ASAS WHAT DOES IT MEAN OPERATIONALLY? On the way to ASAS...Airborne Traffic Situation Awareness, the first step Enhanced Visual Acquisition for Successive Take-Off This application aims at increasing frequency and safety of visual separation clearance for take-off . The goal is to: AAL1255 B767 H 5 7,5 Improve opportunity of visual separation by offering cues to locate preceding departing aircraft, Enhance safety of such operations by providing information and identification on preceding departing aircraft.  AFR6512 A320 M

16 RUNWAY OCCUPANCY AWARENESS
ASAS WHAT DOES IT MEAN OPERATIONALLY? On the way to ASAS...Airborne Traffic Situation Awareness, the first step RUNWAY OCCUPANCY AWARENESS The application aims at preventing runway incursions, by providing information to the Crew of potential hazardous situations due to runway occupancy. In order to support runway operations tasks, CDTI shall display runways and the concerned traffic. It helps crew to visually acquire threatening traffic prior to possible avoidance maneuvers.

17 SURFACE TRAFFIC AWARENESS
ASAS WHAT DOES IT MEAN OPERATIONALLY? On the way to ASAS...Airborne Traffic Situation Awareness, the first step SURFACE TRAFFIC AWARENESS This application provides the flight Crew with an enhanced traffic situational awareness on the airport surface for both taxi and runway operations. The objectives are to improve safety (e.g. at taxiway crossings, or before entering a runway) and to reduce taxi time in particular during low visibility conditions or during night.

18 ASAS WHAT DOES IT MEAN OPERATIONALLY. On the way to ASAS
ASAS WHAT DOES IT MEAN OPERATIONALLY? On the way to ASAS...Airborne Traffic Situation Awareness, the first step Anticipation of Operations & Trajectories by Flight Operations Improvement AAL1255 B767 H 80 120 BAW515 B777 H +10  + 09  This application aims at improving aircraft operations and efficiency through: An improved trajectory anticipation and an enhanced flight efficiency, thanks to a better knowledge of possible evolutions of the traffic situation, Consequently, a better management of crew workload.

19 Enhanced Traffic Information Broadcast by Aircraft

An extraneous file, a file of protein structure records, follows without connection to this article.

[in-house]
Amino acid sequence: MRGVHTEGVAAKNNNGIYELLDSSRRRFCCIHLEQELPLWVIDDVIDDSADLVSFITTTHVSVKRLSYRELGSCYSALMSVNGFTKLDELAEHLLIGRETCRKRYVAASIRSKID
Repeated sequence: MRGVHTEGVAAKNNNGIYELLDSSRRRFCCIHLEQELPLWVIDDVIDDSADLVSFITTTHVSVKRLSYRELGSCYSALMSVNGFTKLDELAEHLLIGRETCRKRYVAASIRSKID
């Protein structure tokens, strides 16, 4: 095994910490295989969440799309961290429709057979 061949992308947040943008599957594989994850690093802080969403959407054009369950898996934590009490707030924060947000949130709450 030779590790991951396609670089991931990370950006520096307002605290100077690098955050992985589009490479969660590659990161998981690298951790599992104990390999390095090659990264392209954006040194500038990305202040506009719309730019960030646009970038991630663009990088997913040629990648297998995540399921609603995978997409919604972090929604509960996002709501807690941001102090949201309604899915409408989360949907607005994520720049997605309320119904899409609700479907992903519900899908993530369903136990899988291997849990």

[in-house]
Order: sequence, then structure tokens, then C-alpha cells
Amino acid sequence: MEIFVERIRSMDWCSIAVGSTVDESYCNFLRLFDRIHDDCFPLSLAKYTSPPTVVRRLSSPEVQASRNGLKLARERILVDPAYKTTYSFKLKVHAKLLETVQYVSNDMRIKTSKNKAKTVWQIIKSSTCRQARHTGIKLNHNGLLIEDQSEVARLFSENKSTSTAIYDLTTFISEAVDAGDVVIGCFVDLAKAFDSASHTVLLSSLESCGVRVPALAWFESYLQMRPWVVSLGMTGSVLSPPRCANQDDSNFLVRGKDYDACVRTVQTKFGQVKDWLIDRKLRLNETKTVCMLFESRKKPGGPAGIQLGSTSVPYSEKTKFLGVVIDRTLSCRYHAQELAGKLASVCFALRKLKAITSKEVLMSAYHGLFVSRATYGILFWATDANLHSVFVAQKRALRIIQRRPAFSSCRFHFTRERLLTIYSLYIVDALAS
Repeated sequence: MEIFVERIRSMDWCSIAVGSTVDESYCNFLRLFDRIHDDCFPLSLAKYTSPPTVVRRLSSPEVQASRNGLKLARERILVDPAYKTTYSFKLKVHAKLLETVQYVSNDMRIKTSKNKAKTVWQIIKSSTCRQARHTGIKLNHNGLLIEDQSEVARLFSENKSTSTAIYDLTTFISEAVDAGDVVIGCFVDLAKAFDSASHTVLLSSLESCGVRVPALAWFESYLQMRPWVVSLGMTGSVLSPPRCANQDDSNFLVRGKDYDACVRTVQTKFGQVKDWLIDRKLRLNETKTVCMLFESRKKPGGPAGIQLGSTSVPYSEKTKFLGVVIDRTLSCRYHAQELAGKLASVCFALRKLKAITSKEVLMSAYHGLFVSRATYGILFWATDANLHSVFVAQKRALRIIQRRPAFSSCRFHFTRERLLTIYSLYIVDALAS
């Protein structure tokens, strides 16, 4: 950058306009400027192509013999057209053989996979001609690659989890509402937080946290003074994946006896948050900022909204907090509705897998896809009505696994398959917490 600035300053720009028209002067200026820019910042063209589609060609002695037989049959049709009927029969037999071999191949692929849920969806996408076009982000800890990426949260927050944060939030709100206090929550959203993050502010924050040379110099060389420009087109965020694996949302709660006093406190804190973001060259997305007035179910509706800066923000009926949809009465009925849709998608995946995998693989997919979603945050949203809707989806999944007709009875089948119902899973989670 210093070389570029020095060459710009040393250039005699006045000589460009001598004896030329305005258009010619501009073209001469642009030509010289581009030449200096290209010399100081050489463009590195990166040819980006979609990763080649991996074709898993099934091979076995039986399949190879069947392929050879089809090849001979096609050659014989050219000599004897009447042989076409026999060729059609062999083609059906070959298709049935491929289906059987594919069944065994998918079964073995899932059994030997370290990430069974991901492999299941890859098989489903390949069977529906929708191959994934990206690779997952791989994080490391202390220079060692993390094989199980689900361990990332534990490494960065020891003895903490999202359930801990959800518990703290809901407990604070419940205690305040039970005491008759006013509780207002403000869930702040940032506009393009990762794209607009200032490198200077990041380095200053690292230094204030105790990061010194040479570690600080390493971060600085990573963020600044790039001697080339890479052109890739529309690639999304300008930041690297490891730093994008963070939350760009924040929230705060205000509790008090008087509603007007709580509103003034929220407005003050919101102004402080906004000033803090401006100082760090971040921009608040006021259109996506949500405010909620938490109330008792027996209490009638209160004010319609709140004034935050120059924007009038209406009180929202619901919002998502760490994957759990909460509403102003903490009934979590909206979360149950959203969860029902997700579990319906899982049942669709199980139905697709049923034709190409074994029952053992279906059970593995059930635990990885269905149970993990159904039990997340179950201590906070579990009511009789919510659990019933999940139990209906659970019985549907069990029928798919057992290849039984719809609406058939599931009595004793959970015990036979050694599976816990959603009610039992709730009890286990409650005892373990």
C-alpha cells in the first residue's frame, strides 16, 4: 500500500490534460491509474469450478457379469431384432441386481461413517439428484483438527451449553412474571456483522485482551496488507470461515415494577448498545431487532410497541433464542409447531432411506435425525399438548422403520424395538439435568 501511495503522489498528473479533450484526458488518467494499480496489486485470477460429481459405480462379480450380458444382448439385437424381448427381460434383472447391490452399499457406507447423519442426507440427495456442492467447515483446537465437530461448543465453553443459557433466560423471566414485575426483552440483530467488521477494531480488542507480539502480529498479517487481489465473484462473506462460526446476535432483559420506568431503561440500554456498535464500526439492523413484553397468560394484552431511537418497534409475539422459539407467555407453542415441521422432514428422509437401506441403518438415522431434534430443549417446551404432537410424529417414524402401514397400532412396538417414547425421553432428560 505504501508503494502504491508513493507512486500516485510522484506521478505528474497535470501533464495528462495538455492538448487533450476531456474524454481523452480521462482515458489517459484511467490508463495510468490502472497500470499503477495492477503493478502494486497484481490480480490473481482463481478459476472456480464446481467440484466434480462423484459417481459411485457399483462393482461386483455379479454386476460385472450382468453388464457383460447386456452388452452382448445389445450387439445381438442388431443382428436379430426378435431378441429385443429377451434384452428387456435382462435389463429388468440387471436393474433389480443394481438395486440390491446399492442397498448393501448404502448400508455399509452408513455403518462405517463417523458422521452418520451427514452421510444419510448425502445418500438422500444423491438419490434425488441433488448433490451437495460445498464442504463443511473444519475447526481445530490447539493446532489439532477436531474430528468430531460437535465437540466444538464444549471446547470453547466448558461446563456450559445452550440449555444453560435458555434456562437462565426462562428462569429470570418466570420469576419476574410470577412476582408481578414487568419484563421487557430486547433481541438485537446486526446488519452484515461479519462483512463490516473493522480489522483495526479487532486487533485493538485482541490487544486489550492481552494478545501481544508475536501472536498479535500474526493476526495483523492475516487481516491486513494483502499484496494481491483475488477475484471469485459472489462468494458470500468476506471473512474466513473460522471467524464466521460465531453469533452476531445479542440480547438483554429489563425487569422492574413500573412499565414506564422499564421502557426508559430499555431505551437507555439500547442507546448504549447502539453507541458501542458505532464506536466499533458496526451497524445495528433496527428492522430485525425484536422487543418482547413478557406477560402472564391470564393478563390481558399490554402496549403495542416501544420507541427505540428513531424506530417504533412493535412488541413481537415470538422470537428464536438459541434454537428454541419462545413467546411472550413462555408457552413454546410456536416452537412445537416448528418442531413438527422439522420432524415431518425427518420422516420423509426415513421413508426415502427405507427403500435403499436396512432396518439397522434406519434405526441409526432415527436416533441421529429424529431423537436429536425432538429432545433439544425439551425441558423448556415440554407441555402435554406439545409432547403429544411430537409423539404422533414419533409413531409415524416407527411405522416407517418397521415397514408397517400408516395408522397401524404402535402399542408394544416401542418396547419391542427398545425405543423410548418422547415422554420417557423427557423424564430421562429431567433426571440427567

ASAS WHAT DOES IT MEAN OPERATIONALLY? On the way to ASAS...Airborne Traffic Situation Awareness, the first step Enhanced Traffic Information Broadcast by Aircraft This application aims at helping the Crews to monitor traffic relevant to the Blind Broadcast procedure by providing a large range picture of surrounding ADS-B equipped traffic.

20 Airborne Traffic Situational Awareness Evaluations: Early Results
AZA557 +15  AFR6512 +11 AFR257 A320 M Pilots interviewed: <<We are going in the good direction>>. Safety increased thanks to improved onboard surveillance. See & Avoid improved thanks to the contextual information. Visual acquisition improved on final approach. Flight efficiency and performance optimized thanks to a better anticipation of flight operations. Passengers comfort increase thanks to smooth flight performance

21 Operational Hazard Analysis
ATSAW Operational Hazard Analysis 1. Operational Hazard List    Enhanced See and Avoid : OH_S&A Loss of Enhanced See and Avoid. OH_S&A2 Untimely avoidance manoeuvre due to CDTI. OH_S&A Inadvertent Enhanced See and Avoid initiation. OH_S&A Possible continuation of Enhanced See and Avoid.   Enhanced Successive Visual Approach on same runway : OHESVA ESVA application initiation failed. OHESVA Loss of ESVA application. OHESVA Infringement of separation by the trailer due to CDTI. OHESVA Continue to fly according to the clearance.